How To Sell Apparel In A Weak Economy

Share Article uses their connections to fuel apparel sales in a weak economy

The past year hasn't been kind to the apparel industry. A dramatic downturn in the housing market, a tight credit environment and the sinking value of the U.S. dollar were just some of the factors that dropped apparel sales by 9.4% in 2008.

To get through the storm, stores are cutting costs, laying off employees and slashing budgets for expenses like tradeshows, once the bread and butter for new products.

According to Tradeshow Week Magazine, tradeshow attendance dropped across the board last year with some shows reporting a 57% percent decline in foot traffic. A big casualty of the trade show decline has been apparel manufactures who rely on apparel shows like the Magic Marketplace to get their products out into the stores.

But as one door closes, another one opens. Enter, an Anaheim, California company that connects apparel manufacturers with retailers.

"Stores are still shopping for products," says Kirk Ledesma, merchandising director at, "you've just got to know where to find them."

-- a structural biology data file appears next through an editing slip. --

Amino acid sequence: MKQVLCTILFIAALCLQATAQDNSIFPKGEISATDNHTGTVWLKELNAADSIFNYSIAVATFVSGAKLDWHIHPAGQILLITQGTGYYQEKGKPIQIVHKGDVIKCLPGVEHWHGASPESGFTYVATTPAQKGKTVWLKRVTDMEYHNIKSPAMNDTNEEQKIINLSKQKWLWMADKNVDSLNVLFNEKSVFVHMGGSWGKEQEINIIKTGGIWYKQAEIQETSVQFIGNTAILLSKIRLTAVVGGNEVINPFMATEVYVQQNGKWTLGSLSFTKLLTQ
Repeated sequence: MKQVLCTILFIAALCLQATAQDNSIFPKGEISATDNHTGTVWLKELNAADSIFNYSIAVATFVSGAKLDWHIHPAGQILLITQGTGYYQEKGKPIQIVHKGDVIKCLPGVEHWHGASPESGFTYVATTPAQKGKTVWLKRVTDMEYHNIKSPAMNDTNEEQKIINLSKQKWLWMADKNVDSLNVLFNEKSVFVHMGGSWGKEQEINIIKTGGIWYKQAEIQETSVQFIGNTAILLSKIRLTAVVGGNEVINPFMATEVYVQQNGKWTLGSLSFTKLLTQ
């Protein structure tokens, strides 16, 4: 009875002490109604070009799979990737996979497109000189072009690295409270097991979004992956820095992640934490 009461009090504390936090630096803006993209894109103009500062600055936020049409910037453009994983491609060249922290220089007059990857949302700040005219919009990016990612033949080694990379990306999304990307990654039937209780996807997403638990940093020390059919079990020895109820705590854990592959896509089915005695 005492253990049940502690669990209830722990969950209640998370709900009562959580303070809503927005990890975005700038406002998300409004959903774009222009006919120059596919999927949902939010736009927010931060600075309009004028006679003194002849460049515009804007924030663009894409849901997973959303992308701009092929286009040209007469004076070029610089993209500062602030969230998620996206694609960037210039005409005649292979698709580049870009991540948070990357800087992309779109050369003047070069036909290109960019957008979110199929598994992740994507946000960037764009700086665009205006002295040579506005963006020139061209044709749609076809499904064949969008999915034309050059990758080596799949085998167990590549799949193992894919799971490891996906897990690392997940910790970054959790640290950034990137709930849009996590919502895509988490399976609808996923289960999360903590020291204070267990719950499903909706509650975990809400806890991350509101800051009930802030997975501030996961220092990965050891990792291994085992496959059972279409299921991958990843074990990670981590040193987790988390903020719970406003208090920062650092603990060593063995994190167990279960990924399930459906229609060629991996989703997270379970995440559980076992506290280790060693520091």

78% of all buyers polled already research products online before they buy it, according to Pew Research and Internet Sales.

"Using the Internet to find products just makes sense," says Ledesma. "It's open 24/7, it offers global reach and it's cost efficient."

Specialty retailers and chains like Nordstrom, Macy's, QVC and Target don't pay to use Buyers simply click on an item they're interested in to inquire. The products are categorized and subcategorized for easy navigation," says Ledesma, adding that there's virtually "no learning curve."

For apparel sellers, comes at the right time. "In an instant an apparel supplier can land several new accounts," says Ledesma. "The moment products are placed on our site they're exposed to thousands of key buyers and upper level executives … the people who make the buying decisions for their stores."

The merchandise mix ranges from Thank A Farmer t-shirts that wholesale for $7.50 to Alpaca Luxury knitted scarves that wholesale for $70.

"Our site reaches specialty stores as well as large retailers, so we have a very broad base of products on our site," adds Ledesma.

Apparel sellers pay a one-time set-up fee of $179 and a monthly fee of $29 to add all of their products to the site. All of the sellers' details are listed including their contact information so retailers can work with suppliers directly.

"Even in tough times, opportunity exists," says Ledesma. "We're glad to be a part of the solution."


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Morgan Ancheta
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